Nightclubs and restaurants, many struggling under the burden of COVID restrictions, have generally welcomed the government’s decision to allow them to limit entrance to the fully vaccinated, according to the Malta Chamber of SMEs.

Health Minister Chris Fearne announced on Wednesday that these places will “enjoy further easing of social measures” if they bar the unvaccinated from their premises.

Times of Malta is informed that the majority of Paceville clubs, in particular, are eager to introduce the measure after pushing for it for weeks.

Restaurateurs are likewise keen to enjoy the advantages that would come with adopting the new door policy.

Malta Chamber of SMEs deputy president Philip Fenech said on Thurday that most of those operating in the leisure and entertainment industry were eager for a relaxation in some pandemic measures.

Although details are still scant, Fearne said opting to limit entrance to the fully vaccinated might allow establishments to extend their opening hours or shorten the distance between tables.

The new protocols have yet to be finalised, with a meeting between the chamber and the government to be held in the coming days. But, even without the fine details, those in the industry have already voiced their support for the move.

“Many see this as a positive move. With over 90% of the population vaccinated, it makes sense because most people would still be able to go to these places,” Fenech said.

He added the perks that come with opting in to the new policy would help owners deal with issues like staff shortages and the additional costs incurred from the extra measures currently in place.

The facility to provide a counter service – where people would be able to walk up to the bar and order drinks – would be especially helpful in light of the staff shortages, Fenech noted.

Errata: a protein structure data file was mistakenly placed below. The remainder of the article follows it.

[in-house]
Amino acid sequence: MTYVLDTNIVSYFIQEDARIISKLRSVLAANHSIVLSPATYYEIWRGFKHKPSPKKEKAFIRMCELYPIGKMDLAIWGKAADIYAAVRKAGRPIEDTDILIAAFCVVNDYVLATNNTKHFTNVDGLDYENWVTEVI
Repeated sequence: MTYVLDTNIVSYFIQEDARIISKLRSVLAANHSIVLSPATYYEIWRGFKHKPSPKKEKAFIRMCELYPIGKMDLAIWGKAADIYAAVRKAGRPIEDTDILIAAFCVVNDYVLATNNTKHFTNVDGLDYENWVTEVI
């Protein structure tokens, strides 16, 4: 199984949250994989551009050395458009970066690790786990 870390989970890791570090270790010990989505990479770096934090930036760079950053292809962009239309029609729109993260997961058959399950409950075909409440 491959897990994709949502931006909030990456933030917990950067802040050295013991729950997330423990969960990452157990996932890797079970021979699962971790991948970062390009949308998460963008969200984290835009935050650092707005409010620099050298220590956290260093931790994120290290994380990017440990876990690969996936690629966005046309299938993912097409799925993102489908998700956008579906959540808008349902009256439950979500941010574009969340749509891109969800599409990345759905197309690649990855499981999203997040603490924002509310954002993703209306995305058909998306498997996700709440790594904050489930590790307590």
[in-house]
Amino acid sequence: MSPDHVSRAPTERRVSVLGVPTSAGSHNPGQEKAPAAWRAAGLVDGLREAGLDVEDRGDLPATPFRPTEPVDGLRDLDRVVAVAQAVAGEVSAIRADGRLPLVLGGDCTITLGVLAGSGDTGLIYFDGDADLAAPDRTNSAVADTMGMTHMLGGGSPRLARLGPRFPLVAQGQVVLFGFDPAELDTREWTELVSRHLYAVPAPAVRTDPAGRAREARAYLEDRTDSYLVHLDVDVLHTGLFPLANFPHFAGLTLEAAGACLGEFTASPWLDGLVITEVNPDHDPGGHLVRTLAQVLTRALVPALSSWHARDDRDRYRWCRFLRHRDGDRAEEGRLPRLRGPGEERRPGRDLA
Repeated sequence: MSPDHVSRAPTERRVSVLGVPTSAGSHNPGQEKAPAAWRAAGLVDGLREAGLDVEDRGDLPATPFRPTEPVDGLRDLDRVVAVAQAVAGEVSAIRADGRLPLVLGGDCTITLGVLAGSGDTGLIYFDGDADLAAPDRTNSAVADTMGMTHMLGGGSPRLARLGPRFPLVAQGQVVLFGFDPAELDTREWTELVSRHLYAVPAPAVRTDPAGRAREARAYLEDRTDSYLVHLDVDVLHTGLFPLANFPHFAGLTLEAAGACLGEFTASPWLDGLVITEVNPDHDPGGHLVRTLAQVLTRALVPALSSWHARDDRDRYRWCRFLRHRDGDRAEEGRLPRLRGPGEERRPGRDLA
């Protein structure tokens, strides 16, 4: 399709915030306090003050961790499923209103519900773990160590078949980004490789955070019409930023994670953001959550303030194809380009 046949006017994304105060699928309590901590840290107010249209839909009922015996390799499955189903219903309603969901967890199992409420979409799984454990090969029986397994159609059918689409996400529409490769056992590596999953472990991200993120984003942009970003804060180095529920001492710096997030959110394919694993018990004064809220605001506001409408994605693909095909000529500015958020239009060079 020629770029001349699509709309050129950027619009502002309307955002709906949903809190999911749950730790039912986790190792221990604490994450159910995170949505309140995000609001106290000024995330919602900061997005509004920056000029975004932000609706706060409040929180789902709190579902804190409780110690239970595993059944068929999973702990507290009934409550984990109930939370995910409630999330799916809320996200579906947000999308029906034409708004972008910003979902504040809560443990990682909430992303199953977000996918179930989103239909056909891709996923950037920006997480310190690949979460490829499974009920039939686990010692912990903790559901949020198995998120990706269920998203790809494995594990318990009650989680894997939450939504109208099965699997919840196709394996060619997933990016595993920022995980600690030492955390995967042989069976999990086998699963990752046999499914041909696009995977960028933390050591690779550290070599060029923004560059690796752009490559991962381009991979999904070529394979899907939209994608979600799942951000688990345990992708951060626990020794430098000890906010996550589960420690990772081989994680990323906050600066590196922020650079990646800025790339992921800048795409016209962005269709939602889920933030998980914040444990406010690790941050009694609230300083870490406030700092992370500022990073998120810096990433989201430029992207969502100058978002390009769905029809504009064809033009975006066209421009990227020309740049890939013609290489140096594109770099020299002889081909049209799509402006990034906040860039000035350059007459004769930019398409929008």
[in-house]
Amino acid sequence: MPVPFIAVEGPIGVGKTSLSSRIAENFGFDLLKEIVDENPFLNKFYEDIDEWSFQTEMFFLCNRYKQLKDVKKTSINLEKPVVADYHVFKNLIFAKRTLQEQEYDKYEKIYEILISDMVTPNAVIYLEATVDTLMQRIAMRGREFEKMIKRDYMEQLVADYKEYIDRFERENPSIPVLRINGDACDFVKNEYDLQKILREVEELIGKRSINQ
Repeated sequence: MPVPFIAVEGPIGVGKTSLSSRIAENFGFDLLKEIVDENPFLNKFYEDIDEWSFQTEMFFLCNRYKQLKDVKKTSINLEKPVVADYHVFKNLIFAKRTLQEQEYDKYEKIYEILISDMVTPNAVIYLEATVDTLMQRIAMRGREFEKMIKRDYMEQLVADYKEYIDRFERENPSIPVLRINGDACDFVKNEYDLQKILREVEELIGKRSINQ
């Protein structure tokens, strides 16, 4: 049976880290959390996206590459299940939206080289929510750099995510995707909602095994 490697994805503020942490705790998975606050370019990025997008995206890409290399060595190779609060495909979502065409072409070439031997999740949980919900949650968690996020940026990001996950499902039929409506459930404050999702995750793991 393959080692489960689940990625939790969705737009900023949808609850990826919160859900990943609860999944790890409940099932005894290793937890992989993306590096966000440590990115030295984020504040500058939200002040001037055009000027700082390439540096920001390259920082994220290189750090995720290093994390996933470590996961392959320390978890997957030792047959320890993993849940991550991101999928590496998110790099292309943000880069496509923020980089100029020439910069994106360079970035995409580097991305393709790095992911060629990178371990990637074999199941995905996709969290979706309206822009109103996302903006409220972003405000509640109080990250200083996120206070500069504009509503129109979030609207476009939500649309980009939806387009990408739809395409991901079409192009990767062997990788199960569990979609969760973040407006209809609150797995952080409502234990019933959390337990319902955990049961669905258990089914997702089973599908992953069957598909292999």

And allowing more people to sit at tables, with a shorter distance between the tables, would increase capacity and help improve establishments’ turnover. While Malta’s COVID-19 situation is currently stable, Fenech said it was crucial not to rush the reopening as this could result in case rises that, in turn, bring about more closures.

So the latest measure was “the way to do this”.

Many agreed that the decision should be taken by the owners and not forced upon them, Fenech added.

Some establishments do not seem very happy to have the choice though. According to Matthew Pace, spokesperson of the Association for Catering Establishments, owners “cannot understand” why the onus is falling on them.

“While we understand the health minister’s agenda, this burden of choice should not fall squarely on our shoulders.

“The association might have understood when measures were adopted before the arrival of the vaccine but fails to understand why these guidelines were left in place throughout the summer,” he said.

“The reduction of the table distancing and maximum number of persons per table should not be attached to an option but should have been done automatically.

”The association is also eager to discuss the matter further with the health authorities, Pace said.

Frank Grima, an owner of several bars and eateries all over the island, welcomed the decision, saying he hoped it would ease the problem of shortages in staff.

He pointed out that, once consumers had used up government vouchers, there would be fewer people dining out. Like others, he was struggling to keep his business going.

“With the rules in place and the lack of staff, anyone who orders a beer must wait around 20 minutes. This is forcing me to close my outlets in the morning. By restricting entry to the fully vaccinated, we hope people will be able to move around more freely,” he said.

Grima is not worried about losing sales from customers who are not vaccinated because he believes people are more likely to turn up if they think they will be in a safer environment.

Meanwhile, restaurateur Anthony Sultana said on Thursday he agreed that the decision should be up to the owners although, at the same time, he questioned how fair it was to put the onus on them.

Sultana believes restaurants should be open to all, with measures in place to ensure everyone’s safety.

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